Equality Virginia Executive Director James Parrish says outlawing anti-LGBT discrimination in housing and public employment is one of his organization’s top legislative priorities in 2019.
For the past five years, the Republican-controlled Virginia Senate has passed legislation banning discrimination in government employment. For the past three years, the state Senate has passed the Fair Housing Law prohibiting similar discrimination in housing. However, none of the legislation has gotten past the Virginia House of Delegates.
This year, Parrish says a majority of delegates in the House support both proposals.
For the past few years, resistance from Republican leadership has prevented the bills from becoming law. In 2018, House Speaker Bill Howell (R-Stafford County) moved the bills to a special committee where they died.
Parrish believes this move from the Republicans “backfired because there ended up being over an hour of testimony from community members on why we need these protections.”
For the pieces of legislation to get past committee this year, they need the backing of one of three Republican delegates representing Virginia Beach. Parrish is optimistic the bills will receive this support given that state senators and city council members from the Virginia Beach area have signaled their approval of the bills.
“We feel like that gives all the necessary support to those delegates to show that their constituents are supportive of these two issues,” he said.
“We know we have a pro-equality majority in the House to pass both of those measures if we can get them to the House floor,” state Del. Danica Roem (D-Manassas) emphasized.
If these bills were to pass, Virginia would become the first Southern state to have statewide LGBT protections.
Outside of the housing and public employment nondiscrimination proposals, Equality Virginia and pro-LGBT legislators are also looking to reduce barriers to healthcare access for transgender people and remove the same-sex marriage ban from the Virginia constitution. Same-sex marriage has been legal since 2014 in Virginia, but its ban remains in Virginia constitution. State Sen. Adam Ebbin (D-Alexandria), the most senior LGBT official in the state Senate, says removing the ban would be “a symbolic gesture but one that we need to take.”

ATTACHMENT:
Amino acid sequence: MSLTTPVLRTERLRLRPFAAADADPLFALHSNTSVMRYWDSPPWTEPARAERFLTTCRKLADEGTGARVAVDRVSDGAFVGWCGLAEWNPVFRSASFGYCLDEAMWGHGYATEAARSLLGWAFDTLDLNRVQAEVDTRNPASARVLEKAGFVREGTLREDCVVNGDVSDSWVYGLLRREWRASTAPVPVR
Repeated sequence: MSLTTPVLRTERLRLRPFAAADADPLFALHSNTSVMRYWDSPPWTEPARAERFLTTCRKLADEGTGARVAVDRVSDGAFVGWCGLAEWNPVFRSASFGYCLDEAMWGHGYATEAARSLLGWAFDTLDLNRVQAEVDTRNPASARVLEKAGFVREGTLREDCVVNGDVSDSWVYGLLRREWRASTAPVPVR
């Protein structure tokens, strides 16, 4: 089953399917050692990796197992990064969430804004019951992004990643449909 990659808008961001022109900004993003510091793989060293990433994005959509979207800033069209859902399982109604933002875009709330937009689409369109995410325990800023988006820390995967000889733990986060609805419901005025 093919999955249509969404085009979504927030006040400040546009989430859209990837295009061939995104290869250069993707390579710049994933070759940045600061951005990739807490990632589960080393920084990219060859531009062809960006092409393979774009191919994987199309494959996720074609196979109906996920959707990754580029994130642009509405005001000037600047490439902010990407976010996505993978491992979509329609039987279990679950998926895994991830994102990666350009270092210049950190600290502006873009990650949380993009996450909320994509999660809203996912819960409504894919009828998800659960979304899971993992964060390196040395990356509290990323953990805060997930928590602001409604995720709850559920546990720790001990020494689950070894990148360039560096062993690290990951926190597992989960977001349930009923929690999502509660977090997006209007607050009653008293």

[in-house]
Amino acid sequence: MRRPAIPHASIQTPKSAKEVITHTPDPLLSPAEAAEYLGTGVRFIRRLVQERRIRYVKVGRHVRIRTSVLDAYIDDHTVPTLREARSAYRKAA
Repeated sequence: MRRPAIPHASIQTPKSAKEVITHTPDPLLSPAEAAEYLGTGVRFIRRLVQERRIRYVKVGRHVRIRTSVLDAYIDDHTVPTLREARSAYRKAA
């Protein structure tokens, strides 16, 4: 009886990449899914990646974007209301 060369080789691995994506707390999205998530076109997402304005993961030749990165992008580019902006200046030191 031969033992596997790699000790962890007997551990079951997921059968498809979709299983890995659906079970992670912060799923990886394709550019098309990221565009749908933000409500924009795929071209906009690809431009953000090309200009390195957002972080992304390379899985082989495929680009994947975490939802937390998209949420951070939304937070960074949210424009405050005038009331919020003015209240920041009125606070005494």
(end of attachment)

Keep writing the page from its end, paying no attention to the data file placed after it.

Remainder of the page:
To successfully repeal the constitutional amendment, a bill would need to pass both this year and next year with identical language. Voters would then have the final say on whether or not to redact the mention of marriage from the constitution. “It’s a lot to go through,” Ebbin told the Washington Blade.
Beyond codifying equal marriage rights for LGBT Virginians, Ebbin is hopeful about the chances of a package of LGBT protections supported by Attorney General Mark Herring. The legislation will designate attacks on the basis of sexual orientation and gender identity as hate crimes.
Ebbin applauds the work Herring has done thus far with the LGBT community. The attorney general, who refused to defend the marriage ban earlier in his career, has held roundtables across the state on hate crimes this past year. “He’s really a pro-equality attorney general who has gone out of his way to try and understand the concerns of our community along with the entire public,” said Ebbin.
Ebbin says he’s optimistic about the prospect of passing protections for LGBT people this session largely because he believes LGBT equality is beginning to gather bipartisan support.
“We’re seeing people with good voting records according to the Family Foundation being willing to depart from their preconceived notions about how they might vote,” Ebbin told the Blade. “There are some Republican legislators in Virginia now who are now voting pro-equality while at the same time maintaining their pro-life and pro-gun stance.”